MBA Jobs: A Guide To International Work Visas In The UK

Fear not, international MBA students. We guide you through the UK visa application process with Naeema Pasha, Head of Careers at Henley Business School.

International MBA students hoping to work in the UK may have a tough time. Recent visa changes mean those from outside the European Economic Area are no longer granted a relatively easily obtained two-year period of residency in the region.

Some business schools have cited difficulty in finding their students jobs. But top MBA employers are adapting their hiring strategy – and there is a light at the end of the tunnel.

BusinessBecause and Naeema Pasha, Head of Careers at Henley Business School, explain what visas international MBAs can get, and what you can do to ensure your career journey remains a smooth ride.

What visas can MBA students get in the UK?

Tier 2 visa: Open to recent graduates with a Bachelor’s, Master’s, PhD, PGCE or PGDE from a UK recognised or listed body. You can apply for a Tier 2 visa before leaving the UK if you have an offer of a skilled job from an employer that is a UKBA licensed sponsor. However, only around 27,000 companies in the UK currently have this license.

The job must meet minimum salary criteria – this depends on the profession you wish to work in, but most MBAs will be earning much more than the minimum threshold.

There is no limit to the number of graduates whom can obtain a Tier 2 visa. You can stay in the UK for three years, with the possibility to extend.

Tier 5 temporary worker visa: You must leave the UK and apply from overseas for this category, unless you are undertaking postgraduate training, or work experience relevant to your qualification, in which case you can switch into the Tier 5 government authorised exchange scheme and apply from inside the UK.

To apply for most Tier 5 categories, you must have a job offer from a licensed sponsor and pass a points-based assessment. Tier 5 work experience programs and internship schemes are limited to 12 months, but other schemes covering research, fellowships and training in the fields of science and medicine are two years long.

The Tier 1 (Graduate Entrepreneur) visa: This route is for graduates who do not have a job offer from an employer, but instead have an outstanding business idea that they wish to put into practice in the UK.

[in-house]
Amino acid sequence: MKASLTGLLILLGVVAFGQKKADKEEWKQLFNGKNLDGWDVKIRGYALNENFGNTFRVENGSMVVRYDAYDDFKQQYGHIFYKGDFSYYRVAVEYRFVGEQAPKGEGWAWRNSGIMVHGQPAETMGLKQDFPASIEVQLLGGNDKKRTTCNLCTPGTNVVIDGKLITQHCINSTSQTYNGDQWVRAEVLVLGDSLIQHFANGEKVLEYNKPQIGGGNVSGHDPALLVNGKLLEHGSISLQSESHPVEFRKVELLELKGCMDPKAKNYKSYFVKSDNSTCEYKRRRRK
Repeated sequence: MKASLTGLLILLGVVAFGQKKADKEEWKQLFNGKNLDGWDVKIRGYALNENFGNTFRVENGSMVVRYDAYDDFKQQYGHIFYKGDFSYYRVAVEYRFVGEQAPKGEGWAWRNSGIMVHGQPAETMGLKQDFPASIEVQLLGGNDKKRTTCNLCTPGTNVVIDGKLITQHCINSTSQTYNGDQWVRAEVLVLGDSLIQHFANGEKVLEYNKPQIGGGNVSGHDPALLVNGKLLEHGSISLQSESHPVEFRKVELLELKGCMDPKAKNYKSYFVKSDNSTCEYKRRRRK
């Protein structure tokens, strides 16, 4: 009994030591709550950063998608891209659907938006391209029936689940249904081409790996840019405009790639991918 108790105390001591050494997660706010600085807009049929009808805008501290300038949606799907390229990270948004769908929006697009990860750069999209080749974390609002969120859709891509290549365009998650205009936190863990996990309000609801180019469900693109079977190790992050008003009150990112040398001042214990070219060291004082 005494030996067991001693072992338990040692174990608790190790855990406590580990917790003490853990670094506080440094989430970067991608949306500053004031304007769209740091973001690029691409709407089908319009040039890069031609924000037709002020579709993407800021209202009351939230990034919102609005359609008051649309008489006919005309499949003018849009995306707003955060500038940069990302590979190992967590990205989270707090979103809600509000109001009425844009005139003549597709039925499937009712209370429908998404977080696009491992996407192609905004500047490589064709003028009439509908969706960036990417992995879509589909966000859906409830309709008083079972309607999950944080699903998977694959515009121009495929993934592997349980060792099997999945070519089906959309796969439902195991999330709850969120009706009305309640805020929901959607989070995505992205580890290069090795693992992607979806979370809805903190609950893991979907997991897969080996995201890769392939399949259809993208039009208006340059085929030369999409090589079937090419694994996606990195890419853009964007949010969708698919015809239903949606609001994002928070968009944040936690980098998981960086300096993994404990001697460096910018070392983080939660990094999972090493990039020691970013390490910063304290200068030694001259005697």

Higher Education Institutions (HEIs) will have a central role in identifying graduates who have developed genuine and credible business ideas or entrepreneurial skills, and in endorsing and supporting them.

Only some institutions are able to endorse graduates wishing to apply under this route, and not all bodies will issue both General and MBA endorsements.

Naeema Pasha answers questions about international MBAs' rights to work in the UK.

Do you think it is more difficult for international students outside the EU to secure work in the UK?

Yes and no. It’s difficult to obtain a visa of course, but not to actually work. Companies value the diversity and skill-sets that international students bring. Globalisation means that employers are far more clued-up to recruiting candidates that demonstrate a global mind-set.

How does the career services department at Henley help international MBA students secure work in UK-based companies?

We know it’s a very tough job climate for international students, despite us seeing a growth in the labour market. The key issue is to obtain sponsorship from a suitable organisation. My advice to students is to recognize and identify their own skills and strengths. They need to identify what niche areas they could work in, then whether an organisation would go out of their way to sponsor them.

They then need to 'get out there': meet potential employers who may be able to offer career opportunities.

What does Henley do for its international MBAs?

What we do in Henley is twofold; first we work with students to help them identify key skills, and we work on developing their strengths, profile and understand of their leadership competencies.

We also help them get an idea of the developments in the labour market – for example a rise in the tech sector against the more traditional hunting ground for MBAs in finance – which is still rocky in terms of recruitment.

The second thing is to put them in touch with organisations to network with, to explore potential career ties. We have launched two new exciting partnerships; The Henley Affiliates programme for FTMBAs to be members of Thames Valley Chamber of Commerce, and the Henley Associates programme with the Berkshire Institute of Directors.

Read our feature on International MBAs working in the UK.

Information obtained from the UK Border Agency. Visit this website for more information: https://www.gov.uk/browse/visas-immigration/work-visas

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